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Missouri S&T Researchers Analyze Twitter For National Mood On Coronavirus

Nat Thomas | St. Louis Public Radio
Researchers at Missouri S&T are mining Twitter for data on the national mood about coronavirus.

ROLLA — Researchers at Missouri University of Science and Technology are analyzing millions of tweets to track the nation’s mood and behavior during the coronavirus outbreak.

And they say the data could help devise strategies to deal with this pandemic and others. 

Computer science professor Sanjay Madria and Ph.D. student Yasin Kabir created a program that started searching Twitter in early March for trending topics, keywords, phrases and other elements in tweets that give some insight to the public sentiment about coronavirus.

“We can see how people are reacting to news and officials’ briefings about COVID-19, when they are more comfortable and when they are more panicked,” Kabir said. “If we can understand that, we can help officials know how to share their news in a way that avoids panic.”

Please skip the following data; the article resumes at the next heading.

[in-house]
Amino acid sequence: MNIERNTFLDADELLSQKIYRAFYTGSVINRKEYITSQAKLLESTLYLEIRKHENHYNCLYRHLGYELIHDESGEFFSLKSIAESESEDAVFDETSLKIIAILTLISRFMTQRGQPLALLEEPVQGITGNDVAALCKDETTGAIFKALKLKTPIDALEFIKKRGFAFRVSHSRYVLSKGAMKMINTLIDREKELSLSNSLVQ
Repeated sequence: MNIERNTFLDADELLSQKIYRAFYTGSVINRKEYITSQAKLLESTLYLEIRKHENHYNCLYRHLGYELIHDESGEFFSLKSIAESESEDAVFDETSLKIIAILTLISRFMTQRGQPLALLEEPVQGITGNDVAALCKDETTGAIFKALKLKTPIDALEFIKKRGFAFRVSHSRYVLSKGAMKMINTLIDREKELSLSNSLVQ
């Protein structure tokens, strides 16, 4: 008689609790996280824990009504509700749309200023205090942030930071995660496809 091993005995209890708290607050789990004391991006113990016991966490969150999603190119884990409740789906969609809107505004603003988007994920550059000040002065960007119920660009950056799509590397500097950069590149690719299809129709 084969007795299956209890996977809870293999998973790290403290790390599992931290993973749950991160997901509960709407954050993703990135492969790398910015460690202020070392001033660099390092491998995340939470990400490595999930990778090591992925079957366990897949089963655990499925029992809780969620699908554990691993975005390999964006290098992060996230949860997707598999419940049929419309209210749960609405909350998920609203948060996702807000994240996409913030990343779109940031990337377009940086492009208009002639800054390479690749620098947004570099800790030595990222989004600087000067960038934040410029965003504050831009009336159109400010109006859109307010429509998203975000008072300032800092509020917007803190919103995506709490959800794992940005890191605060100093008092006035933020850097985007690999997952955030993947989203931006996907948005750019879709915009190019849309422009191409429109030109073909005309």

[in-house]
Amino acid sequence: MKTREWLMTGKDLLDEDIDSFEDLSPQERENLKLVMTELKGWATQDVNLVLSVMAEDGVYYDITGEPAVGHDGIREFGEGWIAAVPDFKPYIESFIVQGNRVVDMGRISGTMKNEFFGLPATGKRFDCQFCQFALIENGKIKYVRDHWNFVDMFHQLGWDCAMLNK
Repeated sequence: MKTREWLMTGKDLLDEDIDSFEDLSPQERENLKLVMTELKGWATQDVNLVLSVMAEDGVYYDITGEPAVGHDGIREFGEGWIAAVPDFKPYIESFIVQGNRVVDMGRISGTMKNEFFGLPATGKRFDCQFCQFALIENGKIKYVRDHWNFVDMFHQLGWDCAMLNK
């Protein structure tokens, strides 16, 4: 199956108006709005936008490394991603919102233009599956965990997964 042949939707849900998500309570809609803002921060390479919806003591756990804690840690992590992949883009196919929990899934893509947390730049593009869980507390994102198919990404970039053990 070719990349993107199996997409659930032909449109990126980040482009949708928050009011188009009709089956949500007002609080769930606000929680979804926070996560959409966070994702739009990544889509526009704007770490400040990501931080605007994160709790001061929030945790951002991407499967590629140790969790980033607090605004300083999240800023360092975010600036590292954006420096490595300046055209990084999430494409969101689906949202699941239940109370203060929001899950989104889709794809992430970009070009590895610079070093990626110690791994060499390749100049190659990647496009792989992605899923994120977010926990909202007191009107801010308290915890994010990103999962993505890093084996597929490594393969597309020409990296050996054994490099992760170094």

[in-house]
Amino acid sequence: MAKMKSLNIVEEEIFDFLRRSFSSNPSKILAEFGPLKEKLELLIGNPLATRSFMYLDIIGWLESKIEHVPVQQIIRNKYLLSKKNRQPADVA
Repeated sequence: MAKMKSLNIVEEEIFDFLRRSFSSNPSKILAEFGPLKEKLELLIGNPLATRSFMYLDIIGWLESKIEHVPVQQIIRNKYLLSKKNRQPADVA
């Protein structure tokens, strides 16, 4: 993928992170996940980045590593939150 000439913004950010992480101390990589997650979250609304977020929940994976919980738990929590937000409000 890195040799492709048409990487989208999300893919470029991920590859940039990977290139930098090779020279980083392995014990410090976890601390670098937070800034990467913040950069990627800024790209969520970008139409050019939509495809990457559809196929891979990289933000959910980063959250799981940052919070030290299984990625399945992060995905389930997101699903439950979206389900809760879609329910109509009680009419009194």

The early analysis shows there has been a steady shift in the mood among Twitter users since the virus started spreading through the U.S.

“In the beginning of March, it was positive, and people were thinking it was not going to affect them. But then they realize it’s not the case, and now, people are having negative sentiments,” Madria said. 

The analysis can also provide geographical information among Twitter users who have enabled geotagging. That group has provided Madria and Kabir with more than 3 million tweets. It revealed some success in getting people to stay close to home.

The number of people who tweeted from two different states went down throughout March.

“We have analyzed weekly, and we see that this has helped and the number of cases, basically, have gone down in many different states because people were traveling less,” Madria said.

The two plan to continue collecting and analyzing data for months. They also plan to consult with psychologists to help make more informed conclusions on national mood and anxiety levels based on the tweets.

Madria and Kabir then plan to publish the results in a way that can help public health and policy officials make better decisions on how to manage information and messaging to help stop the spread of a pandemic.

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Jonathan Ahl is the Newscast Editor and Rolla correspondent at St. Louis Public Radio.